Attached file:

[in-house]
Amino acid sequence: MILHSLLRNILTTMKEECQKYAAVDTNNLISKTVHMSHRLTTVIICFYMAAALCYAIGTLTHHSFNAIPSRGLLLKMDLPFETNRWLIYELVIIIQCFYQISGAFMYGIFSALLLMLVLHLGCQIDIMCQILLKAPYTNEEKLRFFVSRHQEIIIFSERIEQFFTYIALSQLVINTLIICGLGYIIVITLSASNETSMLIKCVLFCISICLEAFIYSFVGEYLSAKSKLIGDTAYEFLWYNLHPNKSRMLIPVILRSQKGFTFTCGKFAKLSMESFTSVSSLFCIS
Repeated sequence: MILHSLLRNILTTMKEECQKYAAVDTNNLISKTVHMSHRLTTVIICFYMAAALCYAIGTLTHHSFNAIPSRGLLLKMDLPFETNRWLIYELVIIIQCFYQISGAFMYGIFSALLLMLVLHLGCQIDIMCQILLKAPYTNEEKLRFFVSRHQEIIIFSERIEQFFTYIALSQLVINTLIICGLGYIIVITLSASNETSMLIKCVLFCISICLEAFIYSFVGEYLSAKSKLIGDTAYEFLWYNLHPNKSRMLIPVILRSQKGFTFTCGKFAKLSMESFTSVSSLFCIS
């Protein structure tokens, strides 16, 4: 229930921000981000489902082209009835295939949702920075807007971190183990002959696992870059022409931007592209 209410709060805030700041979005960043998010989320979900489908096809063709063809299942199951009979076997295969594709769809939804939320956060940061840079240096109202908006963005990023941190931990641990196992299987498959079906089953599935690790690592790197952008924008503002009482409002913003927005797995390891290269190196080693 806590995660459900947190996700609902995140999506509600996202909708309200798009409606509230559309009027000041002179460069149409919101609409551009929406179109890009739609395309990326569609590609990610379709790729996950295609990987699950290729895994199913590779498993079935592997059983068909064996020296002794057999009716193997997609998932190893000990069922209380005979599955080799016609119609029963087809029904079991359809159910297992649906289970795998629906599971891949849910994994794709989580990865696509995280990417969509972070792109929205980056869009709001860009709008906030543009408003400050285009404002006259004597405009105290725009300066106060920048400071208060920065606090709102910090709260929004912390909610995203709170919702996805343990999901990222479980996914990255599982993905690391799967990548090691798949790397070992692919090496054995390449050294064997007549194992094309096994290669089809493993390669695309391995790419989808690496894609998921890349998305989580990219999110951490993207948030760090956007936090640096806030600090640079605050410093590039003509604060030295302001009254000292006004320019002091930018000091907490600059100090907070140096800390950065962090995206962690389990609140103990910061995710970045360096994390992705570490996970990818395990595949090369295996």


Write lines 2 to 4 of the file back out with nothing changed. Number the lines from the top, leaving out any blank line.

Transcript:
Amino acid sequence: MILHSLLRNILTTMKEECQKYAAVDTNNLISKTVHMSHRLTTVIICFYMAAALCYAIGTLTHHSFNAIPSRGLLLKMDLPFETNRWLIYELVIIIQCFYQISGAFMYGIFSALLLMLVLHLGCQIDIMCQILLKAPYTNEEKLRFFVSRHQEIIIFSERIEQFFTYIALSQLVINTLIICGLGYIIVITLSASNETSMLIKCVLFCISICLEAFIYSFVGEYLSAKSKLIGDTAYEFLWYNLHPNKSRMLIPVILRSQKGFTFTCGKFAKLSMESFTSVSSLFCIS
Repeated sequence: MILHSLLRNILTTMKEECQKYAAVDTNNLISKTVHMSHRLTTVIICFYMAAALCYAIGTLTHHSFNAIPSRGLLLKMDLPFETNRWLIYELVIIIQCFYQISGAFMYGIFSALLLMLVLHLGCQIDIMCQILLKAPYTNEEKLRFFVSRHQEIIIFSERIEQFFTYIALSQLVINTLIICGLGYIIVITLSASNETSMLIKCVLFCISICLEAFIYSFVGEYLSAKSKLIGDTAYEFLWYNLHPNKSRMLIPVILRSQKGFTFTCGKFAKLSMESFTSVSSLFCIS
């Protein structure tokens, strides 16, 4: 229930921000981000489902082209009835295939949702920075807007971190183990002959696992870059022409931007592209 209410709060805030700041979005960043998010989320979900489908096809063709063809299942199951009979076997295969594709769809939804939320956060940061840079240096109202908006963005990023941190931990641990196992299987498959079906089953599935690790690592790197952008924008503002009482409002913003927005797995390891290269190196080693 806590995660459900947190996700609902995140999506509600996202909708309200798009409606509230559309009027000041002179460069149409919101609409551009929406179109890009739609395309990326569609590609990610379709790729996950295609990987699950290729895994199913590779498993079935592997059983068909064996020296002794057999009716193997997609998932190893000990069922209380005979599955080799016609119609029963087809029904079991359809159910297992649906289970795998629906599971891949849910994994794709989580990865696509995280990417969509972070792109929205980056869009709001860009709008906030543009408003400050285009404002006259004597405009105290725009300066106060920048400071208060920065606090709102910090709260929004912390909610995203709170919702996805343990999901990222479980996914990255599982993905690391799967990548090691798949790397070992692919090496054995390449050294064997007549194992094309096994290669089809493993390669695309391995790419989808690496894609998921890349998305989580990219999110951490993207948030760090956007936090640096806030600090640079605050410093590039003509604060030295302001009254000292006004320019002091930018000091907490600059100090907070140096800390950065962090995206962690389990609140103990910061995710970045360096994390992705570490996970990818395990595949090369295996």